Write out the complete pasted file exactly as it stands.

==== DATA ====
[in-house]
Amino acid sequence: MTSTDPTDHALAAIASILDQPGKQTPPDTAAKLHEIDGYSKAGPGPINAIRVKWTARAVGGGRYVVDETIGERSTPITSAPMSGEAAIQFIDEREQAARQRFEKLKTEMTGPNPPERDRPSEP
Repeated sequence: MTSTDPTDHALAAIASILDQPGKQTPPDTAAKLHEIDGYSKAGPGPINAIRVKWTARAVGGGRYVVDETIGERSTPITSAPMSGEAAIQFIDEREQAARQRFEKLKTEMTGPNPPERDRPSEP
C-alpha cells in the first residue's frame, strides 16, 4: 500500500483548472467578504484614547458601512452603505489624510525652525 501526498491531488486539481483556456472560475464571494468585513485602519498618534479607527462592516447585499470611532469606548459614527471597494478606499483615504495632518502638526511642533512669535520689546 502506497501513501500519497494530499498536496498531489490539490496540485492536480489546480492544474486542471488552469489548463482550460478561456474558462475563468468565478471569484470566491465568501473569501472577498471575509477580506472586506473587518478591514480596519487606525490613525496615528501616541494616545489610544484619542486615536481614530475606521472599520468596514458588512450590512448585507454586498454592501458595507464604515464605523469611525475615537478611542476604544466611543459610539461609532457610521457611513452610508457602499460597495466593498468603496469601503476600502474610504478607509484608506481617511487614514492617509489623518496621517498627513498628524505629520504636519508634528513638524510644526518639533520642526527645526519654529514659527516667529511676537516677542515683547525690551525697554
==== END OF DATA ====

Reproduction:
[in-house]
Amino acid sequence: MTSTDPTDHALAAIASILDQPGKQTPPDTAAKLHEIDGYSKAGPGPINAIRVKWTARAVGGGRYVVDETIGERSTPITSAPMSGEAAIQFIDEREQAARQRFEKLKTEMTGPNPPERDRPSEP
Repeated sequence: MTSTDPTDHALAAIASILDQPGKQTPPDTAAKLHEIDGYSKAGPGPINAIRVKWTARAVGGGRYVVDETIGERSTPITSAPMSGEAAIQFIDEREQAARQRFEKLKTEMTGPNPPERDRPSEP
C-alpha cells in the first residue's frame, strides 16, 4: 500500500483548472467578504484614547458601512452603505489624510525652525 501526498491531488486539481483556456472560475464571494468585513485602519498618534479607527462592516447585499470611532469606548459614527471597494478606499483615504495632518502638526511642533512669535520689546 502506497501513501500519497494530499498536496498531489490539490496540485492536480489546480492544474486542471488552469489548463482550460478561456474558462475563468468565478471569484470566491465568501473569501472577498471575509477580506472586506473587518478591514480596519487606525490613525496615528501616541494616545489610544484619542486615536481614530475606521472599520468596514458588512450590512448585507454586498454592501458595507464604515464605523469611525475615537478611542476604544466611543459610539461609532457610521457611513452610508457602499460597495466593498468603496469601503476600502474610504478607509484608506481617511487614514492617509489623518496621517498627513498628524505629520504636519508634528513638524510644526518639533520642526527645526519654529514659527516667529511676537516677542515683547525690551525697554